And I must also register my disappointment with President Obama for his utter failure to speak one word of support in this struggle. I get that he personally does not support same-sex marriage - well, actually, I don't get his opposition to marriage equality, but whatever. And I continue to have the sense that he is trying to play the "long game," whereby he's looking at the big picture to shape a stronger and more secure victory for our community in the longer term. But if you only look at the big picture, you miss some important details - and that's what I think is going on with Obama. He's happy to miss the details of Maine and Washington, because that suits his own political sensitivities and unwillingness to rock too many boats. Yet he has a responsibility to support justice and equality for all Americans, even if it makes him a little uncomfortable.

And, of course, this makes it far less likely that DADT or DOMA will be repealed in the next few years, unless President Obama takes a stand in supporting their repeal. That, of course, seems very unlikely - I'm not sure how supporting this figures into his long game when supporting Maine equality is not. (Though, Mr. Obama, if you are reading this, I'd be thrilled if you proved me wrong! Seriously, if you are reading this, prove me wrong.) I guess this also means that Massachusetts, Vermont and Iowa will have to continue to take the lead on this issue. Which is good for me and for Holy Knit!, because we serve congregations in these states....but it's not so great for the people of Maine or elsewhere.

All this happens in an utterly ridiculous context in which the majority gets to determine the rights of the minority. Since when did it become our civic duty to vote on people's basic civil and human rights? And since when is it a great moral victory to vote to DENY people those rights? Something is seriously skewed in our nation's understanding of what it means to be a democratic republic.

Monday, November 02, 2009

Book Review

I waited until Backbencher finished reading "Juliet, Naked" before posting my book review. I don't know when I first became a fan of Nick Hornby, but he's been one of my favorite authors for several years now. His writing on obsessive fans is tempered with a deep understanding of why fans obsess so, and deep affection for those fans. (One is tempted to wonder if he is quite so compassionate with what must surely be his legion of obsessive fans, but I will skate over that one for now.)

Backbencher's review, which you can read here, says that "the story is about the devotion that many men have to an obscure pop culture figure and how that devotion affects there relationships." And suddenly, all my intimate relationships with males up through college becomes startlingly clear.....Yet I thought the book was about something different. I saw Juliet, Naked as a story depicting the improbable ways that people try to connect with one another, whether through art, fandom, sex, or conversation. Though the characters are clearly connected through their relationship of one obscure album, the obsessive fandom is just a symptom. However, like Backbencher, I found the obsessive fan's character to be the least developed, though his interactions with his new girlfriend reveal some panic and depth I really enjoyed. The musician and the girlfriend were by far the most interesting.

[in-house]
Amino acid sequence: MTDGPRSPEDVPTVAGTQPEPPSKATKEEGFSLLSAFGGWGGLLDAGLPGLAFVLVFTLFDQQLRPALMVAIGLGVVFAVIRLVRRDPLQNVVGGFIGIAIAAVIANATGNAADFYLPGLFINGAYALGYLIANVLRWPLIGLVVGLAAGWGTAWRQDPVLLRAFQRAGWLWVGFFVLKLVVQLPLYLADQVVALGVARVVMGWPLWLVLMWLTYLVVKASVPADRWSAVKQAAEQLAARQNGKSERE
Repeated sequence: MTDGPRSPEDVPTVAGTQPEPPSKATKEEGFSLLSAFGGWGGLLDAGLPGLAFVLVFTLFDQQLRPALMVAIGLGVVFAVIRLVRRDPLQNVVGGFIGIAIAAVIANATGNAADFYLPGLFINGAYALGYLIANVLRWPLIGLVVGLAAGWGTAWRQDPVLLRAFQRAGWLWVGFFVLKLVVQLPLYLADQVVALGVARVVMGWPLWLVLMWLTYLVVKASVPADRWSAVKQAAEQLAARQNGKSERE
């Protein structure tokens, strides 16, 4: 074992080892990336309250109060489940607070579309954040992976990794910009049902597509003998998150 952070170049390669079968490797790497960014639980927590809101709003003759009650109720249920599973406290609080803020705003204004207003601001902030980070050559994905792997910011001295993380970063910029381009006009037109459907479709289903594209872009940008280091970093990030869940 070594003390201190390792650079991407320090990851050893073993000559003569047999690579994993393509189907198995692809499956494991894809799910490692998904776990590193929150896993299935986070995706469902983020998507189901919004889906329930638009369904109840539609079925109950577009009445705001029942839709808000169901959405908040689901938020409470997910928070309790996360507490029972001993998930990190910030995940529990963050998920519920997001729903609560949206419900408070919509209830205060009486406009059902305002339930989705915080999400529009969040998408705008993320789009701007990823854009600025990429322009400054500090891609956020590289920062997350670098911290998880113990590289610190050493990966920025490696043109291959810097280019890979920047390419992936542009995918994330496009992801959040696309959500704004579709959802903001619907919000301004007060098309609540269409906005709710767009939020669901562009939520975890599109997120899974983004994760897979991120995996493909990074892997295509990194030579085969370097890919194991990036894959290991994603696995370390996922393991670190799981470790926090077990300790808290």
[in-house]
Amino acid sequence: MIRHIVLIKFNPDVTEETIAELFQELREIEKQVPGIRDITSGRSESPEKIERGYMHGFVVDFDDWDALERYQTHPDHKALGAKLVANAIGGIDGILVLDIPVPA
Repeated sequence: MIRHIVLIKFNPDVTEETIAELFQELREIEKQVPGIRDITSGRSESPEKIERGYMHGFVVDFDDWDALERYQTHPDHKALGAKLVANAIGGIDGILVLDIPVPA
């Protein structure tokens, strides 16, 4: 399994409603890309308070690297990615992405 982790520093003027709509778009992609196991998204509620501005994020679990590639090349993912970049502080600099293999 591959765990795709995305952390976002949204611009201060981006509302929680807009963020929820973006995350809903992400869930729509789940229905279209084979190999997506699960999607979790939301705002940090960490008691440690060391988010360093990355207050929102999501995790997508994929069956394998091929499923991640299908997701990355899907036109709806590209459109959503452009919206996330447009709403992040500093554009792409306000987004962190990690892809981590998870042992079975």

Hornby seems to vacillate in many of his novels between "angriest man in Holloway" and an attempt to find meaning and hope in imperfection. I like him best when he's a little more ambiguously hopeful. There's plenty of that here. And there's usually one or two lines I just adore - but in this book, the best line gives away the entire plot, so I won't reveal it. Perhaps the second-best line is, "The inability to articulate what one feels in any satisfactory way is one of our enduring tragedies." Marvelous, right?

Not being a musician, I was curious about Tucker's epiphany at the end of the novel, about how good songwriters have to make the present the past, to fix the present in time, as it were, in order to create good art from it. The novel also implied that the most meaningful relationships in our lives do not necessarily translate into our best artistic endeavors, and that even a shallow relationship can inspire us to make great art. As one who is constantly spinning tales in my head, this is enormously liberating. In other words, one needn't be an important figure in my life to inspire important figure in a story I might write.

While this is not Hornby's best work (About a Boy wins for sheer melancholy and hope, though it is by necessity dated, fixed in time as it must be), it is a solid and enjoyable read. If you have to slog just the tiniest bit in the middle, keep going. I found the payoff to be entirely worth it!